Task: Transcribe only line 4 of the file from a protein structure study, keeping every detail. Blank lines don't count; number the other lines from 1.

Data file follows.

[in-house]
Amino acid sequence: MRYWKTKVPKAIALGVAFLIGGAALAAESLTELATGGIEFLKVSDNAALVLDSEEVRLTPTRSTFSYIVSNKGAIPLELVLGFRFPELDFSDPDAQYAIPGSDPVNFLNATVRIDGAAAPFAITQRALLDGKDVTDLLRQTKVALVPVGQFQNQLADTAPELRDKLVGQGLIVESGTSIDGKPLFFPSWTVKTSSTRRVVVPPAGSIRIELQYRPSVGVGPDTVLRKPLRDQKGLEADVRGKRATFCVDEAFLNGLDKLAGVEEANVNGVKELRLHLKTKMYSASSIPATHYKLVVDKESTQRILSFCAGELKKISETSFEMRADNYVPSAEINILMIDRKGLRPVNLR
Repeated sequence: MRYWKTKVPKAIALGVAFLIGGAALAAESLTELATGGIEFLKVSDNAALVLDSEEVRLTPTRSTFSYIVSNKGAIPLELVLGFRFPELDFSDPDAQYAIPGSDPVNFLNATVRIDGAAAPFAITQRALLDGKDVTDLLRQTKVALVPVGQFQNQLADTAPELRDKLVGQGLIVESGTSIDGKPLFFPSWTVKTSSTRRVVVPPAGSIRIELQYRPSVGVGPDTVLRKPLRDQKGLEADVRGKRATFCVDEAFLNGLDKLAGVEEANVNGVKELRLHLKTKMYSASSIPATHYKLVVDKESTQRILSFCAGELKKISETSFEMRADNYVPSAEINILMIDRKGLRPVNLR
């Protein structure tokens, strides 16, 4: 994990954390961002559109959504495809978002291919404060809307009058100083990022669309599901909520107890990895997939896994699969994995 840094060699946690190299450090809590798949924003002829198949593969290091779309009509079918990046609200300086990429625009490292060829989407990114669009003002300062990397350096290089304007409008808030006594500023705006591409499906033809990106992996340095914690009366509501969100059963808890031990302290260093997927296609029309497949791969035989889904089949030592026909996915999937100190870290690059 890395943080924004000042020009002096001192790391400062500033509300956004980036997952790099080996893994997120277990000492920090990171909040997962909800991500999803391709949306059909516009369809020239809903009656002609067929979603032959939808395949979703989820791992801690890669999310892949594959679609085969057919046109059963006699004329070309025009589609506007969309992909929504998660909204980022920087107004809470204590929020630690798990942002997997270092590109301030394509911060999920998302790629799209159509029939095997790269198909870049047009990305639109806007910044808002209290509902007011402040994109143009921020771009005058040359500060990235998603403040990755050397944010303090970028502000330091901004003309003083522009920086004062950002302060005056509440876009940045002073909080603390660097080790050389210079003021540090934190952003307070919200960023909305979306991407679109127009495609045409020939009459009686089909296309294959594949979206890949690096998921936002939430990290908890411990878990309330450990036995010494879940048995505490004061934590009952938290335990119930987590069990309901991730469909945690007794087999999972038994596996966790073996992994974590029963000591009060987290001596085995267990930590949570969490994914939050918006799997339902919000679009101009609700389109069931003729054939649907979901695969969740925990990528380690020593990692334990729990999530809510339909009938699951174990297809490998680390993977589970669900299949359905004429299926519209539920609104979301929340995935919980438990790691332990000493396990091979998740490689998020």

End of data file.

């Protein structure tokens, strides 16, 4: 994990954390961002559109959504495809978002291919404060809307009058100083990022669309599901909520107890990895997939896994699969994995 840094060699946690190299450090809590798949924003002829198949593969290091779309009509079918990046609200300086990429625009490292060829989407990114669009003002300062990397350096290089304007409008808030006594500023705006591409499906033809990106992996340095914690009366509501969100059963808890031990302290260093997927296609029309497949791969035989889904089949030592026909996915999937100190870290690059 890395943080924004000042020009002096001192790391400062500033509300956004980036997952790099080996893994997120277990000492920090990171909040997962909800991500999803391709949306059909516009369809020239809903009656002609067929979603032959939808395949979703989820791992801690890669999310892949594959679609085969057919046109059963006699004329070309025009589609506007969309992909929504998660909204980022920087107004809470204590929020630690798990942002997997270092590109301030394509911060999920998302790629799209159509029939095997790269198909870049047009990305639109806007910044808002209290509902007011402040994109143009921020771009005058040359500060990235998603403040990755050397944010303090970028502000330091901004003309003083522009920086004062950002302060005056509440876009940045002073909080603390660097080790050389210079003021540090934190952003307070919200960023909305979306991407679109127009495609045409020939009459009686089909296309294959594949979206890949690096998921936002939430990290908890411990878990309330450990036995010494879940048995505490004061934590009952938290335990119930987590069990309901991730469909945690007794087999999972038994596996966790073996992994974590029963000591009060987290001596085995267990930590949570969490994914939050918006799997339902919000679009101009609700389109069931003729054939649907979901695969969740925990990528380690020593990692334990729990999530809510339909009938699951174990297809490998680390993977589970669900299949359905004429299926519209539920609104979301929340995935919980438990790691332990000493396990091979998740490689998020």